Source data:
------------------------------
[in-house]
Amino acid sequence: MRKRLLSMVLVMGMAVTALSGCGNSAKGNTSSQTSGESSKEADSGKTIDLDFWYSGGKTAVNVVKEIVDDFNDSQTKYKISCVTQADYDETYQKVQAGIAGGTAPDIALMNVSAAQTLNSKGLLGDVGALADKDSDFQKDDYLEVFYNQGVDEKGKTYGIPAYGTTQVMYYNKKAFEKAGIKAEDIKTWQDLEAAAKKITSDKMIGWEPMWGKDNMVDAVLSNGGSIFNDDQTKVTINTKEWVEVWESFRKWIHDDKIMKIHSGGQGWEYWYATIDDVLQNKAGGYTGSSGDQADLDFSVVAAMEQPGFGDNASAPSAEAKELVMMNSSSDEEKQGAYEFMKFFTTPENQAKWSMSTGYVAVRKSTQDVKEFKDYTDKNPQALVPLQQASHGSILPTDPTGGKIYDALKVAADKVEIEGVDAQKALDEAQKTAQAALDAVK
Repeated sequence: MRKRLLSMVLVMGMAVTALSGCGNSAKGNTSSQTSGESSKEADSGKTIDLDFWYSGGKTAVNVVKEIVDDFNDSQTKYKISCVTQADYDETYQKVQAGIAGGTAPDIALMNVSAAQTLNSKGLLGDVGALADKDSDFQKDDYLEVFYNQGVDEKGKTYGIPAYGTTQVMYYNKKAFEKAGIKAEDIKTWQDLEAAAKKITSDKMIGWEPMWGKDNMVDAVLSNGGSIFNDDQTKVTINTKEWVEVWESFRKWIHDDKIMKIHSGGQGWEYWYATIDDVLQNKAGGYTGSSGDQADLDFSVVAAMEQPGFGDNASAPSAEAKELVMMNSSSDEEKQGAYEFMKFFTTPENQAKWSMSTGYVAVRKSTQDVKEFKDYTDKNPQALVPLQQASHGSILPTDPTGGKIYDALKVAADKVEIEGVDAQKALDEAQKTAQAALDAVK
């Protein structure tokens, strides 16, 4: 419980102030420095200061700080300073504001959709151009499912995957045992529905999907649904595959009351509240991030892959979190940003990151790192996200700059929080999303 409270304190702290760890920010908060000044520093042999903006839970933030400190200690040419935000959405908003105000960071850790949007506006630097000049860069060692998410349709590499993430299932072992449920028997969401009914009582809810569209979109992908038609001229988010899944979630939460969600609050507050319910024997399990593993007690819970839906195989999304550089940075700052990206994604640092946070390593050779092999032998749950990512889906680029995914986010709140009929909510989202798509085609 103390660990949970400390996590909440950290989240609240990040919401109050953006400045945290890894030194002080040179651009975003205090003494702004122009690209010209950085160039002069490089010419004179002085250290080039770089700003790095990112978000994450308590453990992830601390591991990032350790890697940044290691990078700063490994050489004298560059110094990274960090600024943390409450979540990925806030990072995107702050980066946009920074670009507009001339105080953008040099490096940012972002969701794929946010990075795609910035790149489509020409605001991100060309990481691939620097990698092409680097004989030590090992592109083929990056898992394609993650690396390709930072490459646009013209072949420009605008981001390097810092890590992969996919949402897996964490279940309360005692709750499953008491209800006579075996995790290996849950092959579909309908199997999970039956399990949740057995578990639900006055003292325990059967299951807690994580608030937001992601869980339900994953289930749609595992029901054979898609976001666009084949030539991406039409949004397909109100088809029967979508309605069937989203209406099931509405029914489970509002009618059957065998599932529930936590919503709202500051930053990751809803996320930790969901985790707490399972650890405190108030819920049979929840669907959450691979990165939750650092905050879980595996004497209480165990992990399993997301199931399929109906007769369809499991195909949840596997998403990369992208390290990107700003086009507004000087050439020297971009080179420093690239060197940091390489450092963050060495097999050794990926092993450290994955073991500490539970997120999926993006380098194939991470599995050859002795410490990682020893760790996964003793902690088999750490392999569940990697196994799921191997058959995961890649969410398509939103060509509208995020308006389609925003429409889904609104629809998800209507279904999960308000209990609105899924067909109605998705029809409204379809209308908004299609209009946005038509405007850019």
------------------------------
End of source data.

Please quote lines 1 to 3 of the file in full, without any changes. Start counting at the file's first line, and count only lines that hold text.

[in-house]
Amino acid sequence: MRKRLLSMVLVMGMAVTALSGCGNSAKGNTSSQTSGESSKEADSGKTIDLDFWYSGGKTAVNVVKEIVDDFNDSQTKYKISCVTQADYDETYQKVQAGIAGGTAPDIALMNVSAAQTLNSKGLLGDVGALADKDSDFQKDDYLEVFYNQGVDEKGKTYGIPAYGTTQVMYYNKKAFEKAGIKAEDIKTWQDLEAAAKKITSDKMIGWEPMWGKDNMVDAVLSNGGSIFNDDQTKVTINTKEWVEVWESFRKWIHDDKIMKIHSGGQGWEYWYATIDDVLQNKAGGYTGSSGDQADLDFSVVAAMEQPGFGDNASAPSAEAKELVMMNSSSDEEKQGAYEFMKFFTTPENQAKWSMSTGYVAVRKSTQDVKEFKDYTDKNPQALVPLQQASHGSILPTDPTGGKIYDALKVAADKVEIEGVDAQKALDEAQKTAQAALDAVK
Repeated sequence: MRKRLLSMVLVMGMAVTALSGCGNSAKGNTSSQTSGESSKEADSGKTIDLDFWYSGGKTAVNVVKEIVDDFNDSQTKYKISCVTQADYDETYQKVQAGIAGGTAPDIALMNVSAAQTLNSKGLLGDVGALADKDSDFQKDDYLEVFYNQGVDEKGKTYGIPAYGTTQVMYYNKKAFEKAGIKAEDIKTWQDLEAAAKKITSDKMIGWEPMWGKDNMVDAVLSNGGSIFNDDQTKVTINTKEWVEVWESFRKWIHDDKIMKIHSGGQGWEYWYATIDDVLQNKAGGYTGSSGDQADLDFSVVAAMEQPGFGDNASAPSAEAKELVMMNSSSDEEKQGAYEFMKFFTTPENQAKWSMSTGYVAVRKSTQDVKEFKDYTDKNPQALVPLQQASHGSILPTDPTGGKIYDALKVAADKVEIEGVDAQKALDEAQKTAQAALDAVK